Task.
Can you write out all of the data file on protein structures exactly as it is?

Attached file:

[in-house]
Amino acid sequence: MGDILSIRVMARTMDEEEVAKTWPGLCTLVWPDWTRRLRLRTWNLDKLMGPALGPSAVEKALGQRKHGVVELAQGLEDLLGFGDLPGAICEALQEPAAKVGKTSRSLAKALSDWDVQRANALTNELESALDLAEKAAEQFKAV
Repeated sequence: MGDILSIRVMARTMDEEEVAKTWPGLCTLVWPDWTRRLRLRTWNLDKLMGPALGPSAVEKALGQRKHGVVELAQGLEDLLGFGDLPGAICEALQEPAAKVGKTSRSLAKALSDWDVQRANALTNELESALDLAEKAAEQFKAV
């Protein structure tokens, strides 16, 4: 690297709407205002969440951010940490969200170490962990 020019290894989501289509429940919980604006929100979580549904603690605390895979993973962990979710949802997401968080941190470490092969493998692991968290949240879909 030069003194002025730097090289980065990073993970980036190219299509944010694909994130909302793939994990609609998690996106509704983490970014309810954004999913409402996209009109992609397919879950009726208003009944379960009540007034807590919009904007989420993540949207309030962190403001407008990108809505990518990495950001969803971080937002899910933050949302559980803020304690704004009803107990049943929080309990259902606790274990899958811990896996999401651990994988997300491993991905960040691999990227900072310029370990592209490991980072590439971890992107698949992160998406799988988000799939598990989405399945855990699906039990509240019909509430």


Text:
[in-house]
Amino acid sequence: MGDILSIRVMARTMDEEEVAKTWPGLCTLVWPDWTRRLRLRTWNLDKLMGPALGPSAVEKALGQRKHGVVELAQGLEDLLGFGDLPGAICEALQEPAAKVGKTSRSLAKALSDWDVQRANALTNELESALDLAEKAAEQFKAV
Repeated sequence: MGDILSIRVMARTMDEEEVAKTWPGLCTLVWPDWTRRLRLRTWNLDKLMGPALGPSAVEKALGQRKHGVVELAQGLEDLLGFGDLPGAICEALQEPAAKVGKTSRSLAKALSDWDVQRANALTNELESALDLAEKAAEQFKAV
């Protein structure tokens, strides 16, 4: 690297709407205002969440951010940490969200170490962990 020019290894989501289509429940919980604006929100979580549904603690605390895979993973962990979710949802997401968080941190470490092969493998692991968290949240879909 030069003194002025730097090289980065990073993970980036190219299509944010694909994130909302793939994990609609998690996106509704983490970014309810954004999913409402996209009109992609397919879950009726208003009944379960009540007034807590919009904007989420993540949207309030962190403001407008990108809505990518990495950001969803971080937002899910933050949302559980803020304690704004009803107990049943929080309990259902606790274990899958811990896996999401651990994988997300491993991905960040691999990227900072310029370990592209490991980072590439971890992107698949992160998406799988988000799939598990989405399945855990699906039990509240019909509430």